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Wednesday, October 15, 2014

My Hypothesis confirmed -- Thomas Duncan died due to substandard treatment and now Nurses getting sick

The Nurses at the Presbyterian Hospital tell a horror story of how the late patient Duncan was given substandard treatment that probably contributed to his death. They make 5 allegations, which I extracted from a CNN report:

"A nurses' union is sounding the alarm about the lack of safety protocols at Texas Health Presbyterian Hospital Dallas after two nurses there apparently contracted Ebola from a patient who later died of the virus."

This is a follow on post to an earlier post: http://holtesthoughts.blogspot.com/2014/10/ebola-or-why-medicaid-expansion-matters.html

  1. Duncan wasn't immediately isolated
  2. The nurses' protective gear left their necks exposed
  3. At one point, hazardous waste piled up
  4. Nurses got no 'hands-on' training
  5. The nurses 'feel unsupported - fear retaliation for talking

http://www.cnn.com/2014/10/15/health/texas-ebola-nurses-union-claims/index.html?hpt=hp_t1

The nurses tell horror stories of how during his initial admitting process he was left in the hall and treated by Nurses wearing minimal protective gear. They then go on to say that when he was finally placed in an isolation ward the gear they were given wasn't much better. Thus it's only a surprise that only two nurses have tested positive for Ebola. And it remains to be seen if they will get the kind of first class care that is necessary for them to survive.

More details:

"The nurses' statement alleged that when Duncan was brought to Texas Health Presbyterian by ambulance with Ebola-like symptoms, he was “left for several hours, not in isolation, in an area” where up to seven other patients were. “Subsequently, a nurse supervisor arrived and demanded that he be moved to an isolation unit, yet faced stiff resistance from other hospital authorities,” they alleged."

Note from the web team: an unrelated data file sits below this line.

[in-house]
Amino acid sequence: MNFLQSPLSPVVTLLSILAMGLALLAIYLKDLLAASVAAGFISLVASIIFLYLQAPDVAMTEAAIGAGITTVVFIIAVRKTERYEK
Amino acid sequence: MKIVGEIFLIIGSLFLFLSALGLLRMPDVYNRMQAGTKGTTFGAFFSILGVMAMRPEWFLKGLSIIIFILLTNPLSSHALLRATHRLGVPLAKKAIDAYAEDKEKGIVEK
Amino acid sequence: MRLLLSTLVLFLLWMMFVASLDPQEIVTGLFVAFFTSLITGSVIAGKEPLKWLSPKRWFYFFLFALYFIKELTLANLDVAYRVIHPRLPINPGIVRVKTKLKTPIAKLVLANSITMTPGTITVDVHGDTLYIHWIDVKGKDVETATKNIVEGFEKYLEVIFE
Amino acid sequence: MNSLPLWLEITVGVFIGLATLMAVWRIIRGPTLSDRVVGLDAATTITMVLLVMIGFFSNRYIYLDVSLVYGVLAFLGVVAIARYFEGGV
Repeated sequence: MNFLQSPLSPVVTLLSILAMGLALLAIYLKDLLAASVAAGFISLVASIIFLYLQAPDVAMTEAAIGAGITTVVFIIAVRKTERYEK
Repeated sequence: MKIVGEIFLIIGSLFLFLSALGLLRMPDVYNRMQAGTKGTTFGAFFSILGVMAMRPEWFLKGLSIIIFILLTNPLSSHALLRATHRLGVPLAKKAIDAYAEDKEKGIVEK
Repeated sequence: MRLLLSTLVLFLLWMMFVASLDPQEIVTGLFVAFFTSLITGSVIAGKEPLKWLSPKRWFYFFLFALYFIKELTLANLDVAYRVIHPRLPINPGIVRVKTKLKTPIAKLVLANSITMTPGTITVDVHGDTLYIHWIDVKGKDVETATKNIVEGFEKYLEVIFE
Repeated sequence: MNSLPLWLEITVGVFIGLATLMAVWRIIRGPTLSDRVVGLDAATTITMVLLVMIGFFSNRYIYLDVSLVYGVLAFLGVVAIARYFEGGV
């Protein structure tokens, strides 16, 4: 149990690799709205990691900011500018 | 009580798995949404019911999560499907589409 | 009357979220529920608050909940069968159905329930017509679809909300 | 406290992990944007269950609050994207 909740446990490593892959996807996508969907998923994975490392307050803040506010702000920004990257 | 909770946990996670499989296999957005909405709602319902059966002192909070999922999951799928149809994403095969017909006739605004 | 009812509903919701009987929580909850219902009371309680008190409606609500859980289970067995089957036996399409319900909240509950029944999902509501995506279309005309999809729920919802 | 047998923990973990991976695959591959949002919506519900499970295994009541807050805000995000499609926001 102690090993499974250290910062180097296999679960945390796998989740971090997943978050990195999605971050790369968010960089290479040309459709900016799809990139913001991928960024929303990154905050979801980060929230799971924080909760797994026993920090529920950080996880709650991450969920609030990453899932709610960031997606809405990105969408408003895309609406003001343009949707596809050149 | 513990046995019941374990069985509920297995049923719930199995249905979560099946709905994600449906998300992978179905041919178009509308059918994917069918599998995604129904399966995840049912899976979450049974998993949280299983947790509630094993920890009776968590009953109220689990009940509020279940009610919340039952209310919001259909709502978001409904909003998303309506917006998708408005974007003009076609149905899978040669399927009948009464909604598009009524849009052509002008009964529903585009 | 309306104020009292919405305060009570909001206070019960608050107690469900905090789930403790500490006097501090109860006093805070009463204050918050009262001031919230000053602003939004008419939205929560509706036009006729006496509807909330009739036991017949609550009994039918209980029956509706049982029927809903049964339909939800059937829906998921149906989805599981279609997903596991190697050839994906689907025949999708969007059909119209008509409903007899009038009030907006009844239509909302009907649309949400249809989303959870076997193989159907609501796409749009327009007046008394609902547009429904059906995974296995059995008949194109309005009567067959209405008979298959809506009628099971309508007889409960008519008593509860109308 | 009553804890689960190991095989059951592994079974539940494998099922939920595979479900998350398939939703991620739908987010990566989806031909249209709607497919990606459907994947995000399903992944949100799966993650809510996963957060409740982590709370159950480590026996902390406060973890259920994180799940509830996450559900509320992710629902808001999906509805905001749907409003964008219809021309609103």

They also note:

"Duncan's lab samples were sent through the usual hospital tube system “without being specifically sealed and hand-delivered. The result is that the entire tube system … was potentially contaminated,” they said."

They deny that Presbyterian understood or passed on CDC guidelines:

"The statement described a hospital with no clear rules on how to handle Ebola patients, despite months of alerts from the U.S. Centers for Disease Control and Prevention in Atlanta about the possibility of Ebola coming to the United States."
“There was no advanced preparedness on what to do with the patient. There was no protocol. There was no system. The nurses were asked to call the infectious disease department” if they had questions, but that department didn't have answers either, the statement said. So nurses were essentially left to figure things out on their own as they dealt with “copious amounts” of highly contagious bodily fluids from the dying Duncan while they wore gloves with no wrist tape, flimsy gowns that did not cover their necks, and no surgical booties, the statement alleged."

All this has policy implications. I'd like to think that what we need is a National Health Militia that is more like the Founders would have constituted it had they known what we know now. Further Reading:

http://holtesthoughts.blogspot.com/2014/10/why-we-need-national-health-service.html

Source for second half of article:http://www.latimes.com/nation/la-na-ebola-dallas-20141014-story.html#page=1

What is wrong with our attitude towards Ebola is now coming back to bite us:

http://mic.com/articles/100618/one-powerful-illustration-shows-exactly-what-s-wrong-with-media-coverage-of-ebola

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